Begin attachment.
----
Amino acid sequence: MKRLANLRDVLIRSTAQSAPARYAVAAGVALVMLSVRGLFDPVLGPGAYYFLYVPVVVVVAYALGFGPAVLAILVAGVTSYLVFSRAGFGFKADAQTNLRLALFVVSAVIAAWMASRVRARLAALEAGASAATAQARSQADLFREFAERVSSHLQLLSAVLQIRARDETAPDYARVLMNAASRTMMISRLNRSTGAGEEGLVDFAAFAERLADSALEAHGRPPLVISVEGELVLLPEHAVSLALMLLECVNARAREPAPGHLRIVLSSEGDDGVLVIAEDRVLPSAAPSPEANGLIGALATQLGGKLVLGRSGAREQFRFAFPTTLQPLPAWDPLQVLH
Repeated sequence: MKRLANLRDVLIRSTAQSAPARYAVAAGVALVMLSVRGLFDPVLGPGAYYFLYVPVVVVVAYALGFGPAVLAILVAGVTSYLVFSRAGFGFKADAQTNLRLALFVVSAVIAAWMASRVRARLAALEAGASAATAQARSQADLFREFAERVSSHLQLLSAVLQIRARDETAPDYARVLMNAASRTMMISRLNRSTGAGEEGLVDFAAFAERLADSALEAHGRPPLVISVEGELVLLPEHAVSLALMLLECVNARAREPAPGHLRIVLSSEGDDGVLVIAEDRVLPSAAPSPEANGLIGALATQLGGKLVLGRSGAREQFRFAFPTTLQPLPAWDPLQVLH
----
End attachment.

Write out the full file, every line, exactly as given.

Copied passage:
Amino acid sequence: MKRLANLRDVLIRSTAQSAPARYAVAAGVALVMLSVRGLFDPVLGPGAYYFLYVPVVVVVAYALGFGPAVLAILVAGVTSYLVFSRAGFGFKADAQTNLRLALFVVSAVIAAWMASRVRARLAALEAGASAATAQARSQADLFREFAERVSSHLQLLSAVLQIRARDETAPDYARVLMNAASRTMMISRLNRSTGAGEEGLVDFAAFAERLADSALEAHGRPPLVISVEGELVLLPEHAVSLALMLLECVNARAREPAPGHLRIVLSSEGDDGVLVIAEDRVLPSAAPSPEANGLIGALATQLGGKLVLGRSGAREQFRFAFPTTLQPLPAWDPLQVLH
Repeated sequence: MKRLANLRDVLIRSTAQSAPARYAVAAGVALVMLSVRGLFDPVLGPGAYYFLYVPVVVVVAYALGFGPAVLAILVAGVTSYLVFSRAGFGFKADAQTNLRLALFVVSAVIAAWMASRVRARLAALEAGASAATAQARSQADLFREFAERVSSHLQLLSAVLQIRARDETAPDYARVLMNAASRTMMISRLNRSTGAGEEGLVDFAAFAERLADSALEAHGRPPLVISVEGELVLLPEHAVSLALMLLECVNARAREPAPGHLRIVLSSEGDDGVLVIAEDRVLPSAAPSPEANGLIGALATQLGGKLVLGRSGAREQFRFAFPTTLQPLPAWDPLQVLH